How do we produce more tones without going beyond the 3-limit? The simplest solution is to use each of the new tones to produce another new tone. Recalling that the first new tone is related by 3, we use the relation to produce two new tones symmetrically around the source tone. This means creating relations of 3 times 3, which is 9. On the one hand we have 9/1 above the source tone and on the other we have 1/9 below the source tone. To justify these tones, we find duplicates by successively multiplying and dividing by 2. This gives 9/8 above, and 16/9 below the source tone.

These two new tones are *inversions* of each other. The figure above shows how these new
tones are produced symmetrically, and the number line below reflects how we hear these new tones
along with the others within the boundary tones.

9/8 is equal to 1 and 1/8, or 1.125 as a decimal fraction, and 16/9 is equal to 1 and 7/8, or 1.77 as a decimal fraction, as shown below on a typical number line.

The names of these two new tones are derived from their proximity to the tonic. One is directly
*above* the tonic and the other is directly *below* it. The prefix *super* means
*above* and, as stated earlier, the prefix *sub* means *below*; hence, these two
new tones are called the *supertonic* and *subtonic* respectively. Just like the dominant
and subdominant, the names of this pair of tones reminds us that they are *inversions* of
each other.

The figure below summarizes the names of the tones derived so far.

At this point, we have derived a collection of tones which is in fact found in a wide range
of folk musics from around the world. These five tones are known as *pentatonic*; *penta*
means *five* in Greek. Pentatonic music has a recognizable sound, resulting directly from the
*intervals*, the distances between the tones, in the system. The smallest interval between any
two tones in a pentatonic system is 8:9, which appears in three places.

Notice that an *interval*, the distance between two tones, is found by *dividing* the
higher tone by the lower tone, and the result is expressed with a colon in the form *lower : higher*.
This form is used to distinguish *intervals* from *tones*, which are expressed with a slash
in the form *higher / lower*. The interval 8:9 is significant, and a bracket-like figure is often
used to represent this interval.

Why stop at five tones? We can still produce more tones. Again, the simplest method is to use each
of the new tones to produce another new tone. We use the relation 3 to produce two new tones
symmetrically around the source tone, which means creating relations of 3 times 9, which is 27.
On the one hand we have 27/1 above the source tone and on the other hand we have 1/27 below the
source tone. To justify these tones, we successively multiply and divide by 2. This gives 27/16 above,
and 32/27 below the source tone. These two tones are *inversions* of each other.

27/16 is equal to 1 and 11/16, or 1.6875 as a decimal fraction, and 32/27 is equal to 1 and 5/27, or 1.185 as a decimal fraction, as shown below on a standard number line.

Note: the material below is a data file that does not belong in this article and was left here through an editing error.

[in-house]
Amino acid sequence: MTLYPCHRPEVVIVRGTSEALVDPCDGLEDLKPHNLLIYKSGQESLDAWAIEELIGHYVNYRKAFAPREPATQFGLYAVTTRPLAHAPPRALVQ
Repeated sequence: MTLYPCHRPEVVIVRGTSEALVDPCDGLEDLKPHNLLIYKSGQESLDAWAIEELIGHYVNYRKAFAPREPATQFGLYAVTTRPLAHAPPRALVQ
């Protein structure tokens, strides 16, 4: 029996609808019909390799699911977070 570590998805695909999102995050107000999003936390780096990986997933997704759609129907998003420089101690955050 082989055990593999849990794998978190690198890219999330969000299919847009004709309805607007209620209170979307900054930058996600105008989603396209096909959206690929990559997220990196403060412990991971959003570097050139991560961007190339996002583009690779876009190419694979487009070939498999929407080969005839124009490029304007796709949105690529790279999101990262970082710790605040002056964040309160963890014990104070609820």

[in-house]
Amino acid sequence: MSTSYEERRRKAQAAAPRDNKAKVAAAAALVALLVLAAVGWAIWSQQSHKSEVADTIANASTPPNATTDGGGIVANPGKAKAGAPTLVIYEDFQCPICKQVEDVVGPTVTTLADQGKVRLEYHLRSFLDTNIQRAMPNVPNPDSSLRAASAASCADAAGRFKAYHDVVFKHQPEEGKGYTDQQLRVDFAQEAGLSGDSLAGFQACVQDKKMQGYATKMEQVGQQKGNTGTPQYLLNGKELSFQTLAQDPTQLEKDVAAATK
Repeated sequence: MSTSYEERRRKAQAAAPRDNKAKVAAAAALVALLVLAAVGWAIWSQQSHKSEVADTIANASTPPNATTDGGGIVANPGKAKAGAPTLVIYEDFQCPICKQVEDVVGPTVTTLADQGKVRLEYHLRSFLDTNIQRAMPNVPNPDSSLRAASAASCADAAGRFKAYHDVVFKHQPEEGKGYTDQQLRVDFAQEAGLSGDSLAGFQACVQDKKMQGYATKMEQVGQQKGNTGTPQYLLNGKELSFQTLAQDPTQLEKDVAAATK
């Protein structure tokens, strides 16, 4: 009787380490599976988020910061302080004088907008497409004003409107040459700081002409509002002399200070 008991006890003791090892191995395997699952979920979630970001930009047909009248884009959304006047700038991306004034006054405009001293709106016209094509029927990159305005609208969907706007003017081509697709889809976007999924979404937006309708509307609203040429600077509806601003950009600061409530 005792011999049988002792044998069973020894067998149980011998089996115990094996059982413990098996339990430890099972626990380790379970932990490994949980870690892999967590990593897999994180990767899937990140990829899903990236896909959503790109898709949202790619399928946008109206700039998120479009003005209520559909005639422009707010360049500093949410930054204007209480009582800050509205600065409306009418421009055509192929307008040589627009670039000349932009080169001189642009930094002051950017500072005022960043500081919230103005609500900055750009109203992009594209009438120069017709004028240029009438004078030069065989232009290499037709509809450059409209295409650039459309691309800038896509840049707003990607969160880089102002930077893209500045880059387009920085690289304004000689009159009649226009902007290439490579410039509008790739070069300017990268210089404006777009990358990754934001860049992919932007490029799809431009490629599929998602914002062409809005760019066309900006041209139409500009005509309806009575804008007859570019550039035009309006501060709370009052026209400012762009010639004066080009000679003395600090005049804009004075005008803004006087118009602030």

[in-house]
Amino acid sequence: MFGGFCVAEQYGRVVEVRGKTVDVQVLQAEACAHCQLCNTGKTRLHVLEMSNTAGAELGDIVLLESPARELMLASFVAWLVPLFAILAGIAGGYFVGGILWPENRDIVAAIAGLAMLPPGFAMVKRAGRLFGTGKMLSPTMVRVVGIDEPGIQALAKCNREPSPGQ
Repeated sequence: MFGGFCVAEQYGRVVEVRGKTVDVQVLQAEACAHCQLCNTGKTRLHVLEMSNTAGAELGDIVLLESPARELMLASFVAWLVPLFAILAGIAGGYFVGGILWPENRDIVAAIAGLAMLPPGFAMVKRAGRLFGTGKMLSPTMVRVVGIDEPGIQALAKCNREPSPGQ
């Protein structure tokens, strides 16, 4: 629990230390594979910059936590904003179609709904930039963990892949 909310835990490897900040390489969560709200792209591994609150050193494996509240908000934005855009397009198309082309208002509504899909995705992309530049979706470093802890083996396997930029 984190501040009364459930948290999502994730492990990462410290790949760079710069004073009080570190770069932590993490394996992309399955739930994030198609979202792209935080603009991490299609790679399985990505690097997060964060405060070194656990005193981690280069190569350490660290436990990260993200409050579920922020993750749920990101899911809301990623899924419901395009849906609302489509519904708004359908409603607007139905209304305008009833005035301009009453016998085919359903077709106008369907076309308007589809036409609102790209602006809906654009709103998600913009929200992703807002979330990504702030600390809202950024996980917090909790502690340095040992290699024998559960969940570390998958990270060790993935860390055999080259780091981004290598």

The names of these two new tones correspond to thier proximities to the tonic tones and the dominant
tones. The tone 32/27 is roughly in the *middle* between the tonic and the dominant, while the
tone 27/16 is roughly in the *middle* between the upper tonic and the subdominant. The word
*mediant* means middle. 32/27 is the called the *mediant* while 27/16, being between then
tonic and *subdominant*, is called the *submediant*. Again the names of this pair of tones
reminds us that they are *inversions* of each other.

The figure below summarizes the names of all of the tones we have derived.

At this point, we may notice that the number line is getting fairly crowded. A small interval appears between 9/8 and 32/27, and also between 27/16 and 16/9.

The appearance of this smaller interval, 243:256, marks an arrival point, and a temporary stopping place for the derivation of our system. A wedge-like figure is used to represent this interval.

These seven tones are considered a complete group. The two symbols of the bracket and the wedge can be used to show two different intervals from one tone to the next.

These seven tones are called *natural* tones, or simply *naturals*. The brackets and
wedges designate intervals which at this point we can call *steps*. The two sizes of steps
are given the following names which roughly describe their *approximate* relationships to
each other.

Sounding all seven of the natural tones in sequence is considered to have stepped
*through the tones*. The term *diatonic* literally means *through tones* in Greek;
hence, this is known as a *diatonic* arrangement of tones. The modern ordering of tones from
lowest to highest is known as a *scale*; hence, this arrangement is also known as a
*diatonic scale*.

Beginning with the 3 Tones, we have
derived four new tones in a symmetrical arrangement, creating a *diatonic scale* of seven
tones.

Our next task is to come up with simple ways to represent the tones using letters and symbolic notation.

NEXT: Letters & Notation